Recently administrative academician and all-round righteous dude Phil invited me to join a secret FB group entitled “Carbondale in the 80’s and 90’s.” I qualify so I accepted and checked it out. HOLY CRAP, overnight the thing went from zero to 90, my phone is going berserk with new posts and comments, and people were joining by the score. Today, the group membership stands at
whereas current enrollment is at
meaning the group is only 2K shy of equaling the total current enrollment at the school. Now, everyone knew (in their hearts, if nowhere else) that SIUC had fallen on hard times since peak party-school status in the mid-late 80s (see #17)
Even I had posted about it, after having gone there for a swim meet during the school year, seen no people on the Strip, and all the derelict homes in the neighborhoods north of campus were festooned with “for rent” signs, when they should of been festooned with layabouts dodging responsibility and drinking cheap beer from Pinch Penny Liquors.
I was there for a single year – a SINGLE YEAR – before I got the boot and moved west to the greater St. Louis metroplex. But reading these posts, I couldn’t help but relive some of those memories. I was surprised at how much I remembered! I can’t recall what I had for dinner last week, but damned if I don’t remember, in crystal detail, with instant replay and commentary from ESPN’s Scott Van Pelt and Gru from Despicable Me, how I crashed my Firebird (’85, blue, t-tops, bitchin’) into the wall at my fraternity house, threw my keys in rage and they knifed into the nearby tree and STUCK THERE. Or seeing Stanley Clarke at the Shryock and having fellow Sig Ep (HFF!) Jambalaya “jumbo” Kingsman get up on stage and jam with him (I too had jammed periodically, on bass, with Jumbo, although my licks were limited to the bassline for Eric Clapton’s “Cocaine,” which is both easy and slow, as was I at the time). Or going out to Giant City to drink gin and tonics on the bluffs, forgetting glasses, and using a sawed-in-half 2-liter soda bottle as a community bowl like we were itinerant vikings. Or Big Mike getting on the overhead microphone to apologize to the store manager at Arnold’s for (yes) getting on the overhead microphone earlier to call for our slowpoke friends. Or a thousand tales like that. Tales that I accumulated in the space of less than a calendar year. How is that possible?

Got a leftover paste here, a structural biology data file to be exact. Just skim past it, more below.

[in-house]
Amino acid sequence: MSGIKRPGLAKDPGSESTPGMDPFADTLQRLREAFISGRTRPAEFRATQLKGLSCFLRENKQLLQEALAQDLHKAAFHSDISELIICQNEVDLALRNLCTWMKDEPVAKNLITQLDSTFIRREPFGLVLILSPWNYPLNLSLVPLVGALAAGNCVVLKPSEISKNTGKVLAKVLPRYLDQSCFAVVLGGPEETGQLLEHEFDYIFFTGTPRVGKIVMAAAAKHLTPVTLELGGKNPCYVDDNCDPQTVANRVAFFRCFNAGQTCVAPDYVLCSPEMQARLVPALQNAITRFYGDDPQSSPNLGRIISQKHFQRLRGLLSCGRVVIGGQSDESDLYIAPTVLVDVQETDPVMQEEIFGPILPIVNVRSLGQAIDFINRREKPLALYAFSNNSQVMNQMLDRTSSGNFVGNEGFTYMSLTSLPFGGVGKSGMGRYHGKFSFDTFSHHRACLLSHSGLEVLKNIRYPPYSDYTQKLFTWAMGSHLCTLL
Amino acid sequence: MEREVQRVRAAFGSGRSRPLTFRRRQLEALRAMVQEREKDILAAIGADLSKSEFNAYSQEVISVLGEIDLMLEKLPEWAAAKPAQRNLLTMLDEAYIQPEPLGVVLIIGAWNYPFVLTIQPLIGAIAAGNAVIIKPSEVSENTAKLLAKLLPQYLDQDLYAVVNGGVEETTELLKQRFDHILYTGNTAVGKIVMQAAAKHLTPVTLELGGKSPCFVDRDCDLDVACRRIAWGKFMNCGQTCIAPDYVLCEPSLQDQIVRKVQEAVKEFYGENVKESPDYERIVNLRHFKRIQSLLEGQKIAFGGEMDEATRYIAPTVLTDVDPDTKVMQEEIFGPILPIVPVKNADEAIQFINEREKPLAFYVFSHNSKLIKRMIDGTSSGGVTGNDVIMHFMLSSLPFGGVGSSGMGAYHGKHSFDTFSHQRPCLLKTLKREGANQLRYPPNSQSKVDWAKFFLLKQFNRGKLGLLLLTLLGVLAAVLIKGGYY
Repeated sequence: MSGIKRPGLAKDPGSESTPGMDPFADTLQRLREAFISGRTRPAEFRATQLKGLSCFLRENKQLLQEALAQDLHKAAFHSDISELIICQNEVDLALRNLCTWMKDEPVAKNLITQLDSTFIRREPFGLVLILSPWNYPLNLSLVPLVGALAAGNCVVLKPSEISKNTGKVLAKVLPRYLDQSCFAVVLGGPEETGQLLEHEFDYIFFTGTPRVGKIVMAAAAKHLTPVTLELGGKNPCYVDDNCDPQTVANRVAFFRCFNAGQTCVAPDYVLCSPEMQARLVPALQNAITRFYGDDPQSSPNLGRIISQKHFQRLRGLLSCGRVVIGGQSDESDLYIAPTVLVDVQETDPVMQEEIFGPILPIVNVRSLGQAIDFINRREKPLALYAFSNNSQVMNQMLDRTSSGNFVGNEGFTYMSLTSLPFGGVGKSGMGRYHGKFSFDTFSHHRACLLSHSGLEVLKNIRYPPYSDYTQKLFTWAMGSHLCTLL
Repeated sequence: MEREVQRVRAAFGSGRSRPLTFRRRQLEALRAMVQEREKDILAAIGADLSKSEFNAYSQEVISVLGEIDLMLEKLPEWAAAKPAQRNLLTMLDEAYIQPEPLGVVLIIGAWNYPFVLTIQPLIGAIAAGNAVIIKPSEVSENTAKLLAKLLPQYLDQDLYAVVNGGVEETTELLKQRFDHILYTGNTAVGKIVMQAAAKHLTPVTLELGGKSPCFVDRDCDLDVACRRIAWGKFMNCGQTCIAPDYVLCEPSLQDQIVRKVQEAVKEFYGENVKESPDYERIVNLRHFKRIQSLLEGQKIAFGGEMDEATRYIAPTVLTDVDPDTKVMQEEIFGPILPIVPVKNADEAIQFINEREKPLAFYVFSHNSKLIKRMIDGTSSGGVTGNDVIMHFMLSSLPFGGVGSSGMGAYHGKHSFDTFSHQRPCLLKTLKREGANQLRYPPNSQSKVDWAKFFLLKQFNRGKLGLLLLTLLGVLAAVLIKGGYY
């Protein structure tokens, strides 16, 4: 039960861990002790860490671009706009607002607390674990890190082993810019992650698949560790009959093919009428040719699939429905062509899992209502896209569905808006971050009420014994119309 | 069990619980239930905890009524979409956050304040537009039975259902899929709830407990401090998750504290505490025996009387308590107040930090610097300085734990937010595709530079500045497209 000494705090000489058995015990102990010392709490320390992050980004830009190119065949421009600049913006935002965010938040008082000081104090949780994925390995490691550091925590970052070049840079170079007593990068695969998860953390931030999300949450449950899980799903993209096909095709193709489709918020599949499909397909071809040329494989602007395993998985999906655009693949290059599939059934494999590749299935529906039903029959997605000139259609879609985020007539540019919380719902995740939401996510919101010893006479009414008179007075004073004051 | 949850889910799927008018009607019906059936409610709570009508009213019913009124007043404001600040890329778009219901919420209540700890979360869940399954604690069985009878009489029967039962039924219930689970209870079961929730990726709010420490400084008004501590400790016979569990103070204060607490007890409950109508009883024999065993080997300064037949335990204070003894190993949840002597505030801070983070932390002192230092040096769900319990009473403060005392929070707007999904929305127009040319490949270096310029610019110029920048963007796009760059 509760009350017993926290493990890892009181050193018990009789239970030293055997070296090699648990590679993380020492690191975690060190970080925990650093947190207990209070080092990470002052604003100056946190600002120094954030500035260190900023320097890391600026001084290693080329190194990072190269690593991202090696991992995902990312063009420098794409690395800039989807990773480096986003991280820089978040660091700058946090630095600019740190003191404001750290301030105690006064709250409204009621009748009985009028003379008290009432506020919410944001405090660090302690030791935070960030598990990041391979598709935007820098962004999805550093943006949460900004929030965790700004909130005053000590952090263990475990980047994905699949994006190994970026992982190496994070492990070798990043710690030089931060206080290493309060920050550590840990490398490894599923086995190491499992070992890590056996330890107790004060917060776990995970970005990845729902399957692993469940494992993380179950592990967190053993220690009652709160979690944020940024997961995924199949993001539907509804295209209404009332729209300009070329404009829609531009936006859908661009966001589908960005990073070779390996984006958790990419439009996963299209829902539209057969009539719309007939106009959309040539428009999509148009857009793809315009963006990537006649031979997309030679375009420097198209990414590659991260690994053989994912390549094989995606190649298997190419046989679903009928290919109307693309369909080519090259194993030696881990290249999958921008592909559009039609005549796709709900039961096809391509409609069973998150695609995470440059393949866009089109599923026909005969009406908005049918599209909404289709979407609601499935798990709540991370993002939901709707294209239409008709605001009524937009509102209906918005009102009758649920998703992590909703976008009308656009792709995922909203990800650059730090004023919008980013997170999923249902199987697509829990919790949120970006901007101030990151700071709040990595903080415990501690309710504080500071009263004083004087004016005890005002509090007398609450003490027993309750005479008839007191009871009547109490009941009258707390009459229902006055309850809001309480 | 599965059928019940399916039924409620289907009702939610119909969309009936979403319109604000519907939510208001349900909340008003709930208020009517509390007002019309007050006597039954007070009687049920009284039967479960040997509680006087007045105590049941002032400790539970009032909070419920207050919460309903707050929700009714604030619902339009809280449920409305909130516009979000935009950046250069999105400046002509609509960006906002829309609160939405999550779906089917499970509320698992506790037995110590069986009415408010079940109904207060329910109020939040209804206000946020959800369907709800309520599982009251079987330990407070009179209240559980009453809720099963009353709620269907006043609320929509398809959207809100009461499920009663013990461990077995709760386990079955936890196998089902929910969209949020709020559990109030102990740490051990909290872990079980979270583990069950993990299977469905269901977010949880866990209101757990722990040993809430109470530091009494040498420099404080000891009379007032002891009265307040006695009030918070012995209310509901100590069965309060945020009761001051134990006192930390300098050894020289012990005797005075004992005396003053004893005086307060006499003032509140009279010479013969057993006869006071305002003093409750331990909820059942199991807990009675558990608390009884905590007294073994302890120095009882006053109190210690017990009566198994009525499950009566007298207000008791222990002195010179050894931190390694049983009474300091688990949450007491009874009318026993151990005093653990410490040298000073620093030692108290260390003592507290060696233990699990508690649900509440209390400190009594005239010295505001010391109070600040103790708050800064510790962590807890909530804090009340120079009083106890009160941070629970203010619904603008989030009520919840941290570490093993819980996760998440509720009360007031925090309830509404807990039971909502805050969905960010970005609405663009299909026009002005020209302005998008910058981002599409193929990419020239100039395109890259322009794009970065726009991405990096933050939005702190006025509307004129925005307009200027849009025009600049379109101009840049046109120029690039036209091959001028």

Reading the FB page, it wasn’t just me – thousands of people were all telling tales of similar nature and detail. The time window means that all these people were in their 40s and 50s, which (a) says something about Facebook demographics, but (b) how is it that we all have these crystalline memories of that time place?
Discounting the rose-colored glasses aspect of memory, which we all know is MASSIVELY true, how is it that I can remember my next door neighbors in Allen Hall (African American, poker players, early risers) but I can’t remember what I had for dinner last Wednesday?
Two pages of Google Scholar has diddly squat. so: first, we know that time passes differently for the young versus the old. Slower, with more detail. There’s some speculation that it’s about brain function and memory storage. Like, after a half century (cough) your brain is filling, like a hard drive approaching 95% usage. The analogy is not so inapt! New hard drives work well; older ones… they glitch.
I think if you take young brains, slow time, lots of storage space and a sense of newness that permeates pretty much everything? That gets stored. Today’s bullshit? That gets dumped. It may be as simple as that. McLuhan said our extensions (tools) are basically us, outward.